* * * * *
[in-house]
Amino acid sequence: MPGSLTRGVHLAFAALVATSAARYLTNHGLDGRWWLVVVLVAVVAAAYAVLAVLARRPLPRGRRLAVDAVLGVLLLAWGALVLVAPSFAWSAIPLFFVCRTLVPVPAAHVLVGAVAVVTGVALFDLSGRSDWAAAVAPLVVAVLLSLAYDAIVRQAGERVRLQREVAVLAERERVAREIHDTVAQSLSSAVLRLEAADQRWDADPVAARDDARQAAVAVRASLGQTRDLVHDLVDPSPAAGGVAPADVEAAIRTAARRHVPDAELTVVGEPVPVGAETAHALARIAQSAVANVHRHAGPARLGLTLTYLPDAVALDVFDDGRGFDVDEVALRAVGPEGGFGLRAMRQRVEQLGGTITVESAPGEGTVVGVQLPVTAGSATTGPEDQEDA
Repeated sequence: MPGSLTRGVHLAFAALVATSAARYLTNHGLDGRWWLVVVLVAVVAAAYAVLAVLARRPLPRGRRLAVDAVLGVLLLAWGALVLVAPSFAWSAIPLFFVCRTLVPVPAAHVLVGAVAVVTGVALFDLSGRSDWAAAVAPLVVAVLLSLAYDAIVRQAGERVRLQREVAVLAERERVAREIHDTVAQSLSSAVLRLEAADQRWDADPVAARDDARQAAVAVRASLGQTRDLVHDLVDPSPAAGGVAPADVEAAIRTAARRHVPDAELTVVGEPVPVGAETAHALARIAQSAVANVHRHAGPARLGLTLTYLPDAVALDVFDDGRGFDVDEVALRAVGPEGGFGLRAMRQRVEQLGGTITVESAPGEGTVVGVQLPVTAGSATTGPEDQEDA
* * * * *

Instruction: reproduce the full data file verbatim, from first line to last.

[in-house]
Amino acid sequence: MPGSLTRGVHLAFAALVATSAARYLTNHGLDGRWWLVVVLVAVVAAAYAVLAVLARRPLPRGRRLAVDAVLGVLLLAWGALVLVAPSFAWSAIPLFFVCRTLVPVPAAHVLVGAVAVVTGVALFDLSGRSDWAAAVAPLVVAVLLSLAYDAIVRQAGERVRLQREVAVLAERERVAREIHDTVAQSLSSAVLRLEAADQRWDADPVAARDDARQAAVAVRASLGQTRDLVHDLVDPSPAAGGVAPADVEAAIRTAARRHVPDAELTVVGEPVPVGAETAHALARIAQSAVANVHRHAGPARLGLTLTYLPDAVALDVFDDGRGFDVDEVALRAVGPEGGFGLRAMRQRVEQLGGTITVESAPGEGTVVGVQLPVTAGSATTGPEDQEDA
Repeated sequence: MPGSLTRGVHLAFAALVATSAARYLTNHGLDGRWWLVVVLVAVVAAAYAVLAVLARRPLPRGRRLAVDAVLGVLLLAWGALVLVAPSFAWSAIPLFFVCRTLVPVPAAHVLVGAVAVVTGVALFDLSGRSDWAAAVAPLVVAVLLSLAYDAIVRQAGERVRLQREVAVLAERERVAREIHDTVAQSLSSAVLRLEAADQRWDADPVAARDDARQAAVAVRASLGQTRDLVHDLVDPSPAAGGVAPADVEAAIRTAARRHVPDAELTVVGEPVPVGAETAHALARIAQSAVANVHRHAGPARLGLTLTYLPDAVALDVFDDGRGFDVDEVALRAVGPEGGFGLRAMRQRVEQLGGTITVESAPGEGTVVGVQLPVTAGSATTGPEDQEDA